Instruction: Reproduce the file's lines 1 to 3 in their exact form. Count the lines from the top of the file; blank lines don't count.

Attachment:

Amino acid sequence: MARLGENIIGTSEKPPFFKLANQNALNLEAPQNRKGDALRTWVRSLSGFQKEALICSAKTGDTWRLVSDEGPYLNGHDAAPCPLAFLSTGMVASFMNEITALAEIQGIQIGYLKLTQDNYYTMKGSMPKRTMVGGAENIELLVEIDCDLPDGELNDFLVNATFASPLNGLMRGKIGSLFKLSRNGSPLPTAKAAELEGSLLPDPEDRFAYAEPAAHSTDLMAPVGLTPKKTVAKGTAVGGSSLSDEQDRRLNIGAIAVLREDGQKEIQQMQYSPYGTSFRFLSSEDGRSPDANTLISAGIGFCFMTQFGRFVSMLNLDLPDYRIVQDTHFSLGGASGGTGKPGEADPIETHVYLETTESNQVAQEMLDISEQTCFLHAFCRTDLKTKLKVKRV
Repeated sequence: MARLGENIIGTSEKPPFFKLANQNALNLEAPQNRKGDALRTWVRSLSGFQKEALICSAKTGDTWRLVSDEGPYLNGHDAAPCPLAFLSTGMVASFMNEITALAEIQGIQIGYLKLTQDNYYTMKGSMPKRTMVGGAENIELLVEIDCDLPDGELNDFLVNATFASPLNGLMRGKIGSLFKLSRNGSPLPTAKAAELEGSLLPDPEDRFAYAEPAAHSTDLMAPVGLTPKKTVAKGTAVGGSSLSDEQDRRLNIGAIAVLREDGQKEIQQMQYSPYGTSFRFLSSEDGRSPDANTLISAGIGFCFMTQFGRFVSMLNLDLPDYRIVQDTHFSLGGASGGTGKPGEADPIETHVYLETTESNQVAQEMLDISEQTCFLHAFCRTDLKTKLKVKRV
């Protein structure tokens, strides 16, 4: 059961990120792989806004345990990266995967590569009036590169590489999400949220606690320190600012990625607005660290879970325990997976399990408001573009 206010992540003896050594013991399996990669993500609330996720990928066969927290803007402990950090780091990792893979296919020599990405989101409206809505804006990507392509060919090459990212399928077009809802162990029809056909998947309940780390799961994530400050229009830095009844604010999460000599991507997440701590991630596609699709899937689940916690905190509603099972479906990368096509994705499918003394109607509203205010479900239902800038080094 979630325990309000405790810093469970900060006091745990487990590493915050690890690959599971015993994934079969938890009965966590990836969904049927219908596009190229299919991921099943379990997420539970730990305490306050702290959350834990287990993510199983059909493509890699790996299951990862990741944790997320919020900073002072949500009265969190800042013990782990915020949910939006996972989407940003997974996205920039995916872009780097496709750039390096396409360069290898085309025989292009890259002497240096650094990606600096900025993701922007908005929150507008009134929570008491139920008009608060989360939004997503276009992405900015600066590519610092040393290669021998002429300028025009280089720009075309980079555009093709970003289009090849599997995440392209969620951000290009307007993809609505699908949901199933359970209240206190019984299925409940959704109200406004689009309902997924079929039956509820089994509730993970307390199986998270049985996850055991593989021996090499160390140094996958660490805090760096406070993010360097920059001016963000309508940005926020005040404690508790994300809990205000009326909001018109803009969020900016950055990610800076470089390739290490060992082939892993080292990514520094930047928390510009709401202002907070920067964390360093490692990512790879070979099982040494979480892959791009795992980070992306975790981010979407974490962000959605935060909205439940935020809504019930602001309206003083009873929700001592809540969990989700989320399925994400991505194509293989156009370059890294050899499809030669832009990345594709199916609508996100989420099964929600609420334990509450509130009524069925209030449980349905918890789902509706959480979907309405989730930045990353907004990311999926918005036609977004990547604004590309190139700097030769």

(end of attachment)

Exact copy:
Amino acid sequence: MARLGENIIGTSEKPPFFKLANQNALNLEAPQNRKGDALRTWVRSLSGFQKEALICSAKTGDTWRLVSDEGPYLNGHDAAPCPLAFLSTGMVASFMNEITALAEIQGIQIGYLKLTQDNYYTMKGSMPKRTMVGGAENIELLVEIDCDLPDGELNDFLVNATFASPLNGLMRGKIGSLFKLSRNGSPLPTAKAAELEGSLLPDPEDRFAYAEPAAHSTDLMAPVGLTPKKTVAKGTAVGGSSLSDEQDRRLNIGAIAVLREDGQKEIQQMQYSPYGTSFRFLSSEDGRSPDANTLISAGIGFCFMTQFGRFVSMLNLDLPDYRIVQDTHFSLGGASGGTGKPGEADPIETHVYLETTESNQVAQEMLDISEQTCFLHAFCRTDLKTKLKVKRV
Repeated sequence: MARLGENIIGTSEKPPFFKLANQNALNLEAPQNRKGDALRTWVRSLSGFQKEALICSAKTGDTWRLVSDEGPYLNGHDAAPCPLAFLSTGMVASFMNEITALAEIQGIQIGYLKLTQDNYYTMKGSMPKRTMVGGAENIELLVEIDCDLPDGELNDFLVNATFASPLNGLMRGKIGSLFKLSRNGSPLPTAKAAELEGSLLPDPEDRFAYAEPAAHSTDLMAPVGLTPKKTVAKGTAVGGSSLSDEQDRRLNIGAIAVLREDGQKEIQQMQYSPYGTSFRFLSSEDGRSPDANTLISAGIGFCFMTQFGRFVSMLNLDLPDYRIVQDTHFSLGGASGGTGKPGEADPIETHVYLETTESNQVAQEMLDISEQTCFLHAFCRTDLKTKLKVKRV
């Protein structure tokens, strides 16, 4: 059961990120792989806004345990990266995967590569009036590169590489999400949220606690320190600012990625607005660290879970325990997976399990408001573009 206010992540003896050594013991399996990669993500609330996720990928066969927290803007402990950090780091990792893979296919020599990405989101409206809505804006990507392509060919090459990212399928077009809802162990029809056909998947309940780390799961994530400050229009830095009844604010999460000599991507997440701590991630596609699709899937689940916690905190509603099972479906990368096509994705499918003394109607509203205010479900239902800038080094 979630325990309000405790810093469970900060006091745990487990590493915050690890690959599971015993994934079969938890009965966590990836969904049927219908596009190229299919991921099943379990997420539970730990305490306050702290959350834990287990993510199983059909493509890699790996299951990862990741944790997320919020900073002072949500009265969190800042013990782990915020949910939006996972989407940003997974996205920039995916872009780097496709750039390096396409360069290898085309025989292009890259002497240096650094990606600096900025993701922007908005929150507008009134929570008491139920008009608060989360939004997503276009992405900015600066590519610092040393290669021998002429300028025009280089720009075309980079555009093709970003289009090849599997995440392209969620951000290009307007993809609505699908949901199933359970209240206190019984299925409940959704109200406004689009309902997924079929039956509820089994509730993970307390199986998270049985996850055991593989021996090499160390140094996958660490805090760096406070993010360097920059001016963000309508940005926020005040404690508790994300809990205000009326909001018109803009969020900016950055990610800076470089390739290490060992082939892993080292990514520094930047928390510009709401202002907070920067964390360093490692990512790879070979099982040494979480892959791009795992980070992306975790981010979407974490962000959605935060909205439940935020809504019930602001309206003083009873929700001592809540969990989700989320399925994400991505194509293989156009370059890294050899499809030669832009990345594709199916609508996100989420099964929600609420334990509450509130009524069925209030449980349905918890789902509706959480979907309405989730930045990353907004990311999926918005036609977004990547604004590309190139700097030769």